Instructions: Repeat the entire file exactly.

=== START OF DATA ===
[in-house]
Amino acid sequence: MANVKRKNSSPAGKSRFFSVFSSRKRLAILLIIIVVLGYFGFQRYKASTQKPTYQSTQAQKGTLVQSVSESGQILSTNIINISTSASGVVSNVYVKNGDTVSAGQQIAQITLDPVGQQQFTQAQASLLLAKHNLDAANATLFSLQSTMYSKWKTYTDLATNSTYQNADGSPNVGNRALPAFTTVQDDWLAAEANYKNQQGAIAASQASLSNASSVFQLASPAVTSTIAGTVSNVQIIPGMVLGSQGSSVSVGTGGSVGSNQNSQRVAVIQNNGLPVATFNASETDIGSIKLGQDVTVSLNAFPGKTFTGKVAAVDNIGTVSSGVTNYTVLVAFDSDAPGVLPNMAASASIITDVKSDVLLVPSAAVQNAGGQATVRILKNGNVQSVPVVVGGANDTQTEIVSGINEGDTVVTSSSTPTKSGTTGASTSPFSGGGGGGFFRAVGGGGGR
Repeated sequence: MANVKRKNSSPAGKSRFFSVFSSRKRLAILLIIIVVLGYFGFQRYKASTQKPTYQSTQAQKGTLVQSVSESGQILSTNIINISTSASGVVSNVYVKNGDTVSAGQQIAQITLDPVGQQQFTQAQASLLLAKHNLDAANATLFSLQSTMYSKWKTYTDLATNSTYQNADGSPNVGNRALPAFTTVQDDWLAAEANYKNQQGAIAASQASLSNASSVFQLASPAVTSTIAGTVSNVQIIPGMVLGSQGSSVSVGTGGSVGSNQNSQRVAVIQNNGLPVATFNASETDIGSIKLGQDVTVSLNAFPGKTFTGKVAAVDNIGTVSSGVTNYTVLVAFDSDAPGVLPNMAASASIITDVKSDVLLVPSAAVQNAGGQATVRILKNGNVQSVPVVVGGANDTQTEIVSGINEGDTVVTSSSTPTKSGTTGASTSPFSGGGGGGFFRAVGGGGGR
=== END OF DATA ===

[in-house]
Amino acid sequence: MANVKRKNSSPAGKSRFFSVFSSRKRLAILLIIIVVLGYFGFQRYKASTQKPTYQSTQAQKGTLVQSVSESGQILSTNIINISTSASGVVSNVYVKNGDTVSAGQQIAQITLDPVGQQQFTQAQASLLLAKHNLDAANATLFSLQSTMYSKWKTYTDLATNSTYQNADGSPNVGNRALPAFTTVQDDWLAAEANYKNQQGAIAASQASLSNASSVFQLASPAVTSTIAGTVSNVQIIPGMVLGSQGSSVSVGTGGSVGSNQNSQRVAVIQNNGLPVATFNASETDIGSIKLGQDVTVSLNAFPGKTFTGKVAAVDNIGTVSSGVTNYTVLVAFDSDAPGVLPNMAASASIITDVKSDVLLVPSAAVQNAGGQATVRILKNGNVQSVPVVVGGANDTQTEIVSGINEGDTVVTSSSTPTKSGTTGASTSPFSGGGGGGFFRAVGGGGGR
Repeated sequence: MANVKRKNSSPAGKSRFFSVFSSRKRLAILLIIIVVLGYFGFQRYKASTQKPTYQSTQAQKGTLVQSVSESGQILSTNIINISTSASGVVSNVYVKNGDTVSAGQQIAQITLDPVGQQQFTQAQASLLLAKHNLDAANATLFSLQSTMYSKWKTYTDLATNSTYQNADGSPNVGNRALPAFTTVQDDWLAAEANYKNQQGAIAASQASLSNASSVFQLASPAVTSTIAGTVSNVQIIPGMVLGSQGSSVSVGTGGSVGSNQNSQRVAVIQNNGLPVATFNASETDIGSIKLGQDVTVSLNAFPGKTFTGKVAAVDNIGTVSSGVTNYTVLVAFDSDAPGVLPNMAASASIITDVKSDVLLVPSAAVQNAGGQATVRILKNGNVQSVPVVVGGANDTQTEIVSGINEGDTVVTSSSTPTKSGTTGASTSPFSGGGGGGFFRAVGGGGGR